What Do Women Want? IAB Lists Five Core Principles on Mobile Ads (Hint: They Start with Listening)

What Do Women Want IAB Five Core Principles on Mobile Ads Hint They Start with Listening“Mobile advertising sometimes feels like that old cliché about the weather: everyone complains about it but no one ever does anything about it,” begins Joe Laszlo in a recent story posted at the Interactive Advertising Bureau (IAB) website.

Laszlo, who is Senior Director of the IAB’s Mobile Marketing Center of Excellence, thinks there are many roads to rejiggering mobile ads so that they work — for both consumers and marketers.

After the IAB Mobile Center recently partnered with Meredith Xcelerated Markeing (MXM), to tap into Meredith’s “Real Women Talking” community on some questions about what they like as well as dislike about mobile ads, Laszlo felt he’d learned a few things.

For starters, women liked to be listened to — no shocker there!

“It’s incredibly important to listen to consumers,” Laszlo says. “While sometimes that conversation feels very one-note (“I hate all ads everywhere”) most people do realize that ads are why they get so many of their digital content and services for free, and so would rather see good ads than bad ones.”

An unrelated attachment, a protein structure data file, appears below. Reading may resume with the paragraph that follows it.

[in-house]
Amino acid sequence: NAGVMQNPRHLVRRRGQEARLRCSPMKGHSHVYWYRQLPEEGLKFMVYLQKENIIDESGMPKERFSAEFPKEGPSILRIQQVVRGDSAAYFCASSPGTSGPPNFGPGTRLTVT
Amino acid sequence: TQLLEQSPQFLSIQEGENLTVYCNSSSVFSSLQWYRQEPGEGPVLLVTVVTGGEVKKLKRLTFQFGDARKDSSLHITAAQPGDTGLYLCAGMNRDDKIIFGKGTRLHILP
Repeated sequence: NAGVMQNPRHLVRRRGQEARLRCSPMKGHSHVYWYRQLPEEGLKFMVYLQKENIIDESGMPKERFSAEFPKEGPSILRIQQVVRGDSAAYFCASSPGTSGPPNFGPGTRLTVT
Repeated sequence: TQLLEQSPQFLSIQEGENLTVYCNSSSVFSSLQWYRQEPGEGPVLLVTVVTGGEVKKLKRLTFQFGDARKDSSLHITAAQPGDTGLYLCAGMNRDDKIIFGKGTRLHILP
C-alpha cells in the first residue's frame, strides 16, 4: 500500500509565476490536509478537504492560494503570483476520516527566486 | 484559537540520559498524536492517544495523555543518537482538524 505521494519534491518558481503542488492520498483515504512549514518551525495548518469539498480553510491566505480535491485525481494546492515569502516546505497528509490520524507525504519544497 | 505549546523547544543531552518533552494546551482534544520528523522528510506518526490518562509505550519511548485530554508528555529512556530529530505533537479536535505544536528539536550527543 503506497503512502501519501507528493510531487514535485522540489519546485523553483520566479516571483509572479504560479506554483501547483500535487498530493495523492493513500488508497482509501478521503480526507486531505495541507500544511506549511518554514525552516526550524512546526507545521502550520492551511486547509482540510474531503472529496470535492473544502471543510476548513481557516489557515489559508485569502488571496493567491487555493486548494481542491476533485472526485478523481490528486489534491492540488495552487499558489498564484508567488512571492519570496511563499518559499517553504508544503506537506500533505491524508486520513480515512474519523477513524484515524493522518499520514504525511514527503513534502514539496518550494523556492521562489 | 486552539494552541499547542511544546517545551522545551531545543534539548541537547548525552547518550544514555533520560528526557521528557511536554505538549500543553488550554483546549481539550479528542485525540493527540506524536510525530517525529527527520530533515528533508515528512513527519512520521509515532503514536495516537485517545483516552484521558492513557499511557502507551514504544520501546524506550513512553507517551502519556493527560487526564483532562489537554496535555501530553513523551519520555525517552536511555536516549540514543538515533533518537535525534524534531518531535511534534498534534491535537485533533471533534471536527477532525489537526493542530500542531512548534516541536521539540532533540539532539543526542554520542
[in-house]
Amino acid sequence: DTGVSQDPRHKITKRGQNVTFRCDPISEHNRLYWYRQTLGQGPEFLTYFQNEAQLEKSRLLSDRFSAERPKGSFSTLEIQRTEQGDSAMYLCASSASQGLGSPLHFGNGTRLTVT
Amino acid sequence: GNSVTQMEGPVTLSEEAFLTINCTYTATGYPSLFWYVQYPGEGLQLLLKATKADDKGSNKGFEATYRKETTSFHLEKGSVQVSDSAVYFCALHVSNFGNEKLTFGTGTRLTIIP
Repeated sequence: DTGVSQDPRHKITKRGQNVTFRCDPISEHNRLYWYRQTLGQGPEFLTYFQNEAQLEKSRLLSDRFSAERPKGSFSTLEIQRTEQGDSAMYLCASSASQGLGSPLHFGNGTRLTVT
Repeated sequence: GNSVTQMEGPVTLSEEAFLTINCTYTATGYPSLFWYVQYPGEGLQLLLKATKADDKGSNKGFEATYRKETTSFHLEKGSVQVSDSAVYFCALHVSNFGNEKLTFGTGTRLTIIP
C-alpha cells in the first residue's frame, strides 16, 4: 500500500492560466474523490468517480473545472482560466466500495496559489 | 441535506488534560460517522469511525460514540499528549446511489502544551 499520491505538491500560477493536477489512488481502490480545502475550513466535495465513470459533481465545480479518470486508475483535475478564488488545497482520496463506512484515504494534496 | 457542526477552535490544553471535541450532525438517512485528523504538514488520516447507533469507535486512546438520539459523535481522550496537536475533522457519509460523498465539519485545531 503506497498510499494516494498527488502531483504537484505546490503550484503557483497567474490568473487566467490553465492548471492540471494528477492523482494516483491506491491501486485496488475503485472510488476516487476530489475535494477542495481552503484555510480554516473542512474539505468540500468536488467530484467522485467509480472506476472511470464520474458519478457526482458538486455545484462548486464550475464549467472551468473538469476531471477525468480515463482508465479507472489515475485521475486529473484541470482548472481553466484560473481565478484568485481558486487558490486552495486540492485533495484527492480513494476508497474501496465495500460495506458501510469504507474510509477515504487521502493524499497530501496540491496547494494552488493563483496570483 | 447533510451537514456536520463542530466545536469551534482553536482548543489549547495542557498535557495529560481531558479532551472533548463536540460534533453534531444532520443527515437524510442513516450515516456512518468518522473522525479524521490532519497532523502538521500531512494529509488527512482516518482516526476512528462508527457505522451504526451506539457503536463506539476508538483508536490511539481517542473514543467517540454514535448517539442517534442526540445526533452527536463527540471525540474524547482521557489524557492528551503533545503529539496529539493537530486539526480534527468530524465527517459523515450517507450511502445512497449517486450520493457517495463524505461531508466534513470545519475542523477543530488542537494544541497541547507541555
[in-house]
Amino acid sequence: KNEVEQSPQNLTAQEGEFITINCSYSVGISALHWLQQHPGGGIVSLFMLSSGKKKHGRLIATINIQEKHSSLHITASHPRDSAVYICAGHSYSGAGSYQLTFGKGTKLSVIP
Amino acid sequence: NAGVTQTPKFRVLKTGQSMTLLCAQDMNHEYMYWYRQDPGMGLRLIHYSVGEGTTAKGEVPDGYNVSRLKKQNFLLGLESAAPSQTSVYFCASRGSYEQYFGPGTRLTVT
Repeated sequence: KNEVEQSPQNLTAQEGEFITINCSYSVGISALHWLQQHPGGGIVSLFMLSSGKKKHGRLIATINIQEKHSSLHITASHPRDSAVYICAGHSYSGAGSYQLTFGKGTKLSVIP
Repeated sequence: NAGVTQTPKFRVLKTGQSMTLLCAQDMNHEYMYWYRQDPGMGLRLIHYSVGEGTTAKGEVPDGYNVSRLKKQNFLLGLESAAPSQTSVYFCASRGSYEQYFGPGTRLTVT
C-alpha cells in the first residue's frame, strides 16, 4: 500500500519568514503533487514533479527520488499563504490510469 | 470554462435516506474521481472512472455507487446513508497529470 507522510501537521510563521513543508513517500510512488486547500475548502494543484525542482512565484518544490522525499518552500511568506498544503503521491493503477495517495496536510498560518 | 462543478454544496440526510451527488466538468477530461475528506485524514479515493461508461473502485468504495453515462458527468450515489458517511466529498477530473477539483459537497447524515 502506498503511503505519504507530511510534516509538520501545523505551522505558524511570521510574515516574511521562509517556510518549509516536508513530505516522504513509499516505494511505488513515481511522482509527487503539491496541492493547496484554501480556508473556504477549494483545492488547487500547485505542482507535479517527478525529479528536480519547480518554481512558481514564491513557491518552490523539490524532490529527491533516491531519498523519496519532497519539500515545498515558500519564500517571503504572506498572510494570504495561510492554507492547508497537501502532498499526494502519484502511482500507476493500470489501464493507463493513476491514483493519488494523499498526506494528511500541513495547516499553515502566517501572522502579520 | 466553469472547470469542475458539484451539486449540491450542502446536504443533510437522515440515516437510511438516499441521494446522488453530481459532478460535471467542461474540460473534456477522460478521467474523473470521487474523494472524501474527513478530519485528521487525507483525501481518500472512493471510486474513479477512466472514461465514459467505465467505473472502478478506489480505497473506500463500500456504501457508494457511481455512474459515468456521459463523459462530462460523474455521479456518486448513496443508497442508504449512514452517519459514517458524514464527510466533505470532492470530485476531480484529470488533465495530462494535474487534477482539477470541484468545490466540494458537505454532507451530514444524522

Balance, it appears, is everything.

“The results speak to striking a balance—perhaps one that the mobile industry hasn’t quite mastered yet—between being too obtrusive and being too ignorable, and being relevant without being creepy,” writes Laszlo. “We found that context is critical – from placement to creative messaging. The best mobile advertising is relevant placement, simple creative and engages on her terms. That is, a successful mobile ad must fit into the context of a busy, mobile life.”

Mobile advertising makes it too easy to miss the target.

“Women in Meredith’s Real Women Talking” community told us that “I often miss the ads when they pop up on my phone” (too unobtrusive), but also that “Ads that take up the whole screen [are] really bad and would leave me with a negative impression of the company” (too obtrusive).”

This, says Laszlo, suggests a need for a better banner—something bigger than a 320×50 but smaller than a 300×250. It also, he notes, underscores the untapped potential of in-feed ads, which are hard to overlook even though they scroll with the content.

Laszlo came up with Five Core Principles, based on the conversations with women and the mobile ad samples they shared. To check them out, click here.